Maoist rebels who seized a train carrying several hundred passengers in eastern India have released them, police say.
Up to 250 rebels took over the train as it travelled through Jharkhand state and forced it to stop in a remote town on Wednesday.
They held the passengers for a short time but then withdrew. A Maoist spokesman there was no plan to cause harm and it was a symbolic gesture.
It came a day before the second round of voting in India's general election.
The rebels have asked people to boycott the polls, which are taking place until 13 May.
At least 17 people were killed in attacks blamed on Maoists during the first stage of the election last week.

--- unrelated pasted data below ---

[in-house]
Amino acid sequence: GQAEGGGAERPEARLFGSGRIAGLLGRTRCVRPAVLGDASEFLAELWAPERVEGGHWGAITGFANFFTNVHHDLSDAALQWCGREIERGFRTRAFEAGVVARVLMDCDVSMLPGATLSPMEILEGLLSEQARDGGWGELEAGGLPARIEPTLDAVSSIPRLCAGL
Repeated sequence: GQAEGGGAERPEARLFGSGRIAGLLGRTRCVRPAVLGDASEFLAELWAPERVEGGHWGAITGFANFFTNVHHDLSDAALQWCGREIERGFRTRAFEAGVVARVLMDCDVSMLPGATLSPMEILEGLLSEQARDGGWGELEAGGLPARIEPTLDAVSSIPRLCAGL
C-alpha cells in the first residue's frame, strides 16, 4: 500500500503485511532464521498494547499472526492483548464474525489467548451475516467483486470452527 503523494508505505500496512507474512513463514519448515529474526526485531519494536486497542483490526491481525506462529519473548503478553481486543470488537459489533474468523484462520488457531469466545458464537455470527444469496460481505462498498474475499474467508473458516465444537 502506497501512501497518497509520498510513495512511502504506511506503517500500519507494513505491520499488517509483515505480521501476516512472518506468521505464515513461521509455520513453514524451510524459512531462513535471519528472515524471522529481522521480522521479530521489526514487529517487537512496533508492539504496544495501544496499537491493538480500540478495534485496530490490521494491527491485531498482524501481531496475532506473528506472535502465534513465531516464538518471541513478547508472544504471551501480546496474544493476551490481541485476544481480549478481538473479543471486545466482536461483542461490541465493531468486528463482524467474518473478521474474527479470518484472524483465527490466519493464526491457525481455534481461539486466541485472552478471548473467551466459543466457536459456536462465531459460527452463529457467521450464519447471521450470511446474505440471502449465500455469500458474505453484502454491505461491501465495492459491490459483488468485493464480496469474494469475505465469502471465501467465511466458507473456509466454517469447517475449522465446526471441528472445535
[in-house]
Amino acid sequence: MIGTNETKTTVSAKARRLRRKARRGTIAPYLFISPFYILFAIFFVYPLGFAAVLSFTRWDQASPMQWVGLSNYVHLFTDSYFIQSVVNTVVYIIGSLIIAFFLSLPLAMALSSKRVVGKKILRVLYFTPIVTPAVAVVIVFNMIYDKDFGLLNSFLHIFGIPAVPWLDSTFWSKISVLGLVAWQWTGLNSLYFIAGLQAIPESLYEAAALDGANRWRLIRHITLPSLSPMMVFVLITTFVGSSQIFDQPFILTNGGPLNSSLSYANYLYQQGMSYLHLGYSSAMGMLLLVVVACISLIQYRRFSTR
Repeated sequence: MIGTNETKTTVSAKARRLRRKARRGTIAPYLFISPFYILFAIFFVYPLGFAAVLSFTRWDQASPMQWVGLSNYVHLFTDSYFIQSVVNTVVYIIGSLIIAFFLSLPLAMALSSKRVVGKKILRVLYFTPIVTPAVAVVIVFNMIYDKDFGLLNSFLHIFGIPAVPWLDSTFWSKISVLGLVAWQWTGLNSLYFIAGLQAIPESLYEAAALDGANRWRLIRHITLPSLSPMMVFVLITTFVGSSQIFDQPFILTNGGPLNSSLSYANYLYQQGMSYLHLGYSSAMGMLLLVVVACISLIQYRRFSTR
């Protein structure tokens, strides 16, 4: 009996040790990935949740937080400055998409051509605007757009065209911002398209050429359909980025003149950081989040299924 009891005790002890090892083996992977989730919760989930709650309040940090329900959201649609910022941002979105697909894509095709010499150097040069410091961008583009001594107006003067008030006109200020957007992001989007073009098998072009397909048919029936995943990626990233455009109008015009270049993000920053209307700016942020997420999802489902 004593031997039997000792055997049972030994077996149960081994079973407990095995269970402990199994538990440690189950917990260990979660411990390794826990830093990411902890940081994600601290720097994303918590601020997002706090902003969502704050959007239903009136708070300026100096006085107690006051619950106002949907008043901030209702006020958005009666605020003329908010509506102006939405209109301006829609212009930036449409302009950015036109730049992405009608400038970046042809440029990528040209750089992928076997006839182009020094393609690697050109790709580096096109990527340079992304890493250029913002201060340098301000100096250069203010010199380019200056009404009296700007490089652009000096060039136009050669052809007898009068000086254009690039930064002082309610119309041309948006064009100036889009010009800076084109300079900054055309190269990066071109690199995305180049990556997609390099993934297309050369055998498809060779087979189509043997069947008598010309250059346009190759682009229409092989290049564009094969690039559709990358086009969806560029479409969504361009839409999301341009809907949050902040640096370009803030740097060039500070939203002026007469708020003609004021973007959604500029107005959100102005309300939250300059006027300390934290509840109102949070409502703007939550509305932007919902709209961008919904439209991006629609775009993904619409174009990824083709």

The train was seized at 8.30am local time as it passed through a remote part of the state. Just over three hours later the rebels freed the hostages and retreated into the jungle, police told the BBC.
Prime Minister Manmohan Singh has described Maoist violence as India's biggest internal security threat.
About 500 civilians and police were killed in insurgent clashes last year.